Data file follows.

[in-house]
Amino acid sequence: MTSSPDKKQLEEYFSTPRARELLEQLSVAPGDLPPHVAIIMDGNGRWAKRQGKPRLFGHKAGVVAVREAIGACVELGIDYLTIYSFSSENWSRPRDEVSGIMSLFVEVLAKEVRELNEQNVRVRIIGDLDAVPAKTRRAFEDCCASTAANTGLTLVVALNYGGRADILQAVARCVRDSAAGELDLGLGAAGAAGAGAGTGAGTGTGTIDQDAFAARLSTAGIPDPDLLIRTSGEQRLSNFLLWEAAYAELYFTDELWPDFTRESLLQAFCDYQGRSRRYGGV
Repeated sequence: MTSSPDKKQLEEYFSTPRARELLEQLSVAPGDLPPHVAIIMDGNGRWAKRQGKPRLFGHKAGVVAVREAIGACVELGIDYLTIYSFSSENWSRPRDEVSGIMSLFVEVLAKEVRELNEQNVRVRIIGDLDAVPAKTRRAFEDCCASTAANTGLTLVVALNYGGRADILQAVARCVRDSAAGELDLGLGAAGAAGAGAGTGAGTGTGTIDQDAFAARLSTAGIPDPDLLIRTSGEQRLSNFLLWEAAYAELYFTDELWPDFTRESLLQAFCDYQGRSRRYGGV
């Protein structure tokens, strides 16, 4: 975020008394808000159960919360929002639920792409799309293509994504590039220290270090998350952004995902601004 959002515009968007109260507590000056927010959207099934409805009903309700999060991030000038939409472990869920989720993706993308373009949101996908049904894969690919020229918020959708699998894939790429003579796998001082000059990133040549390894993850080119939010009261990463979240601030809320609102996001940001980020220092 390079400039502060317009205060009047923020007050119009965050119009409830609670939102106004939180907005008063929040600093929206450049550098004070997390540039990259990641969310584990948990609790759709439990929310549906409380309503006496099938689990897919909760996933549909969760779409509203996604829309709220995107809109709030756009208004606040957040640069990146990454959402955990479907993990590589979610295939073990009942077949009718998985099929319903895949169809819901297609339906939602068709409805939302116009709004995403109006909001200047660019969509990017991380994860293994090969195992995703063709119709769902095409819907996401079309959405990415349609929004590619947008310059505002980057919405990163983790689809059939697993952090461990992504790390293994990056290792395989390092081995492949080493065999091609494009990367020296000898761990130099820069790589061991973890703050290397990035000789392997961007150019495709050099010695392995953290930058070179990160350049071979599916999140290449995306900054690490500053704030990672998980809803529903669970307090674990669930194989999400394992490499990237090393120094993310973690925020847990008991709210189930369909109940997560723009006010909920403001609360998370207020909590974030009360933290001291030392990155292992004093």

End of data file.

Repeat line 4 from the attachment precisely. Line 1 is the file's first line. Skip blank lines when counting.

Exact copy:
């Protein structure tokens, strides 16, 4: 975020008394808000159960919360929002639920792409799309293509994504590039220290270090998350952004995902601004 959002515009968007109260507590000056927010959207099934409805009903309700999060991030000038939409472990869920989720993706993308373009949101996908049904894969690919020229918020959708699998894939790429003579796998001082000059990133040549390894993850080119939010009261990463979240601030809320609102996001940001980020220092 390079400039502060317009205060009047923020007050119009965050119009409830609670939102106004939180907005008063929040600093929206450049550098004070997390540039990259990641969310584990948990609790759709439990929310549906409380309503006496099938689990897919909760996933549909969760779409509203996604829309709220995107809109709030756009208004606040957040640069990146990454959402955990479907993990590589979610295939073990009942077949009718998985099929319903895949169809819901297609339906939602068709409805939302116009709004995403109006909001200047660019969509990017991380994860293994090969195992995703063709119709769902095409819907996401079309959405990415349609929004590619947008310059505002980057919405990163983790689809059939697993952090461990992504790390293994990056290792395989390092081995492949080493065999091609494009990367020296000898761990130099820069790589061991973890703050290397990035000789392997961007150019495709050099010695392995953290930058070179990160350049071979599916999140290449995306900054690490500053704030990672998980809803529903669970307090674990669930194989999400394992490499990237090393120094993310973690925020847990008991709210189930369909109940997560723009006010909920403001609360998370207020909590974030009360933290001291030392990155292992004093």